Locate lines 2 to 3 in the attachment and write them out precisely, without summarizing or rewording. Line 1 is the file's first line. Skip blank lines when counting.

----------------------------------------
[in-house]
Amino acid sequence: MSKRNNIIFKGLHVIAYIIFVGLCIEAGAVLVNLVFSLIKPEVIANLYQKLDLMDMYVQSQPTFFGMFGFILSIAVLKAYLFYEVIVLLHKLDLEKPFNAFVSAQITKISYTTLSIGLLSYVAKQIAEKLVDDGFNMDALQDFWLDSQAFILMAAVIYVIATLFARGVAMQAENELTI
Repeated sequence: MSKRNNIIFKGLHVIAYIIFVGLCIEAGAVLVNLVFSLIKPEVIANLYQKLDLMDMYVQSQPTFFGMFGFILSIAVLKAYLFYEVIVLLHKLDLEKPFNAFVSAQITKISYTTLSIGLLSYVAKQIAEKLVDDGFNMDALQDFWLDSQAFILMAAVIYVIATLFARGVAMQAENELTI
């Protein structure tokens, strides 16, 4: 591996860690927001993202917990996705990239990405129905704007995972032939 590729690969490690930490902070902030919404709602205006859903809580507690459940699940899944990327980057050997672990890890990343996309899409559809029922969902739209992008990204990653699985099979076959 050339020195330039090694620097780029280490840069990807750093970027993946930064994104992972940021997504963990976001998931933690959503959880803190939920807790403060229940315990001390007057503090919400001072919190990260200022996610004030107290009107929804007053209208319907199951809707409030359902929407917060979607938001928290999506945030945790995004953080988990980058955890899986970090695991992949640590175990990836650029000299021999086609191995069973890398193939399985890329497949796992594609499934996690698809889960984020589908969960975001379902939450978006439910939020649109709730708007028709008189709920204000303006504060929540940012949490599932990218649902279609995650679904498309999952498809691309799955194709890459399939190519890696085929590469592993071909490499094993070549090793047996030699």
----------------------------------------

Amino acid sequence: MSKRNNIIFKGLHVIAYIIFVGLCIEAGAVLVNLVFSLIKPEVIANLYQKLDLMDMYVQSQPTFFGMFGFILSIAVLKAYLFYEVIVLLHKLDLEKPFNAFVSAQITKISYTTLSIGLLSYVAKQIAEKLVDDGFNMDALQDFWLDSQAFILMAAVIYVIATLFARGVAMQAENELTI
Repeated sequence: MSKRNNIIFKGLHVIAYIIFVGLCIEAGAVLVNLVFSLIKPEVIANLYQKLDLMDMYVQSQPTFFGMFGFILSIAVLKAYLFYEVIVLLHKLDLEKPFNAFVSAQITKISYTTLSIGLLSYVAKQIAEKLVDDGFNMDALQDFWLDSQAFILMAAVIYVIATLFARGVAMQAENELTI